Kala Herh Develops Her Own Photojournalism Exhibit

By Jessica Garlasco
Volume 68, Issue II

As the nights get longer and homework piles on, the summer feels like a distant hazy glow for most students. For senior Kala Herh, however, summer vacation only started a larger story that comes to a head this October. For the past two summers, Herh has worked in Moab, Utah, as a waitress and laundry helper alongside her family who lives there. She met the local people and heard about their experiences far removed from the contained experiences of Briarcliff. One woman’s story who affected her the most is a Native American woman, Helena. “One summer I really connected with this one woman named Helena who has been working in laundry for ten years,” Herh said. “It was really cool how many interesting conversations we had in that [laundry] room. She shared stories of her greatest joys and challenges. One day, she shared a story of her father’s death. Her father and hundreds of other mine workers died in the VCA mines in Arizona, mines that were later deemed by the EPA as ones that have a “legacy for shoddy mining practices and federal neglect.” The workers, many of them Navajos, unsuspectedly drank the contaminated water and inhaled the radioactive dust. As a result, many of them died after being infected with cancer and other deadly diseases.”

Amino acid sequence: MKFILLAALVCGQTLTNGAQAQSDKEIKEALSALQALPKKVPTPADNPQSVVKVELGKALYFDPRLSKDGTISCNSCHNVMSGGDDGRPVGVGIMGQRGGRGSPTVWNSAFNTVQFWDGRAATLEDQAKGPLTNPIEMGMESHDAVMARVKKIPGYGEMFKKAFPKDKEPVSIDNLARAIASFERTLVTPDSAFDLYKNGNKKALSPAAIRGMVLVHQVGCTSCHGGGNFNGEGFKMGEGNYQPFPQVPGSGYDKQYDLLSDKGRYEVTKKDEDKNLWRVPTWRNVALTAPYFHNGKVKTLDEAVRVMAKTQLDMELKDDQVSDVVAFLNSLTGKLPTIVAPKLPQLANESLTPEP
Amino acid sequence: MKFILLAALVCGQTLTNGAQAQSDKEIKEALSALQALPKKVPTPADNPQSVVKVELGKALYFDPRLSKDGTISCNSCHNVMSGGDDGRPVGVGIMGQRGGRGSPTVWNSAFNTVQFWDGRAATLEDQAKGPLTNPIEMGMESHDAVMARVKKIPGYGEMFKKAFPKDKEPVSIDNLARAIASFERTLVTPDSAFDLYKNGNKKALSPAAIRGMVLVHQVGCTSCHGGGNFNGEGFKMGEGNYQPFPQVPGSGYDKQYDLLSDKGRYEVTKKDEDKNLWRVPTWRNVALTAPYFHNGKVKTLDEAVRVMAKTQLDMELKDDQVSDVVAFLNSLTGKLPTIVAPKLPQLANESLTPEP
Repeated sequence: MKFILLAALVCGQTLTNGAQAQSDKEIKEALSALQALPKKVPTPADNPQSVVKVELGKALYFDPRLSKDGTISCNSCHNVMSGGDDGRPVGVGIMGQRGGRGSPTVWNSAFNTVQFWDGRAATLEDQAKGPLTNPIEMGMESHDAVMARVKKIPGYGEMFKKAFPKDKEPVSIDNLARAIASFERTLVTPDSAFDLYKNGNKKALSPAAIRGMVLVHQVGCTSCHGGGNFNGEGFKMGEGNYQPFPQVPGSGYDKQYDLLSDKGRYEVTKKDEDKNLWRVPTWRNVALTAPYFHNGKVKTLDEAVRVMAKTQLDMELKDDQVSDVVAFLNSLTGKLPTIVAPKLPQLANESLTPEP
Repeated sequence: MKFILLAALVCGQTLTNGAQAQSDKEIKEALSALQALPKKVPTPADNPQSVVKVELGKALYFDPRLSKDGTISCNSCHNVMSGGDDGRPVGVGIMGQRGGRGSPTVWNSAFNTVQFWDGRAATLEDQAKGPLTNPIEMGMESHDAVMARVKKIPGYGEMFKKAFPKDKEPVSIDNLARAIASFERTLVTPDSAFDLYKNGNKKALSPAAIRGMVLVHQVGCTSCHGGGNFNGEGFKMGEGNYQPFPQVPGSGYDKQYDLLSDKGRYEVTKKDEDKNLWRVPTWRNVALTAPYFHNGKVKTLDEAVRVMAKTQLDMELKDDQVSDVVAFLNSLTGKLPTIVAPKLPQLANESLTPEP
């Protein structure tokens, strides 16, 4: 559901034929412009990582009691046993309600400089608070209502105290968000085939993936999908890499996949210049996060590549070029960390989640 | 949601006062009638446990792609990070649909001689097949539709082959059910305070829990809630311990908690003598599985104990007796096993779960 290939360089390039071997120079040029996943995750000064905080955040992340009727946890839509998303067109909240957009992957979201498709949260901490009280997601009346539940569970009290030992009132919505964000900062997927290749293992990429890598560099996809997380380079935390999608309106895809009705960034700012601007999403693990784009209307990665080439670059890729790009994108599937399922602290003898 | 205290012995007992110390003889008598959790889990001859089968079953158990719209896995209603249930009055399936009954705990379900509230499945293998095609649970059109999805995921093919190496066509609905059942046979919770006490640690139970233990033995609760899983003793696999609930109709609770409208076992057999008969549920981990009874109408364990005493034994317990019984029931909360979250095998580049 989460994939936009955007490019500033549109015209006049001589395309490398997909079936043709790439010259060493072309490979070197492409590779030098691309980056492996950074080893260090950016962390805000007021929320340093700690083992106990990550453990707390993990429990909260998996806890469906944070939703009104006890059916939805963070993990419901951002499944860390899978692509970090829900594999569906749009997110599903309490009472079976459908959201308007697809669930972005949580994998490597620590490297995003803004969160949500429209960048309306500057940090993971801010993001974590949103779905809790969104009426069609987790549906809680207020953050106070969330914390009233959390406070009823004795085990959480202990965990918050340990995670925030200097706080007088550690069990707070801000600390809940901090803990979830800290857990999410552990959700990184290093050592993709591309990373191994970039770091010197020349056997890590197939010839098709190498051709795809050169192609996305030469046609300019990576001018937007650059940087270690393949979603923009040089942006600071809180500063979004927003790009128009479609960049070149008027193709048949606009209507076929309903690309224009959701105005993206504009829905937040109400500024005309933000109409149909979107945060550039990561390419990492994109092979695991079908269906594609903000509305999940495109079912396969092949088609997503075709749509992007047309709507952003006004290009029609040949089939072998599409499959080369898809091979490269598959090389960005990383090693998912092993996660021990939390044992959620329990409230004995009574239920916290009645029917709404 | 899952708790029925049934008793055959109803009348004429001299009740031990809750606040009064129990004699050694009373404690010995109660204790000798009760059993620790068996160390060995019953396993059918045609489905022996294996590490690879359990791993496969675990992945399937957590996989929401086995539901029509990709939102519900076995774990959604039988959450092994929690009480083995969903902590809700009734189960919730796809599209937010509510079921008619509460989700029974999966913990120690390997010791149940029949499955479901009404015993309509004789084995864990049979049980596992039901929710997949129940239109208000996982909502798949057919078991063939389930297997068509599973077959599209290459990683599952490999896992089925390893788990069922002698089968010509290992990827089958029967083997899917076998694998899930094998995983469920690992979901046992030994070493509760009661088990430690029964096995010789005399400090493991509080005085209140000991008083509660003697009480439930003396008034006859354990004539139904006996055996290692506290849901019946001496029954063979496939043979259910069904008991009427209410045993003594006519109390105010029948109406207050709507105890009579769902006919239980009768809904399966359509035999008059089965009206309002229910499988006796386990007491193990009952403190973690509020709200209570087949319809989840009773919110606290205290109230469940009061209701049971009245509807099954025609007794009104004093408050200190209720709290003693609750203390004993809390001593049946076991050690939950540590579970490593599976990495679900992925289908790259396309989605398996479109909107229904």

Kala was so profoundly impacted by Helena’s story that she decided to take action.

“I came to the realization that the labor market is stratified, by race, with whites seeing higher wages, while minorities cluster lower paying jobs,” she said. “I wanted to shine light on this issue that affected many other families like Helena’s in any way that I could. For the next few weeks, I followed Helena and her family, documenting their everyday activities. After I returned to New York, I worked to develop the photos into a real photojournalist exhibition from which all the proceeds would be donated to the Native American Aid Association (NAA).” The NAA seeks to aid Native Americans in reservations across the United States with obstacles such as poverty; limited access to healthcare; and lack of central heat, running water and food. Kala’s exhibition will be on display in East Williamsburg in late October. “The result is something that I’m really proud of,” said Herh. “I want art to be a way of creating effective change in society, a medium in which anyone can enact change.”

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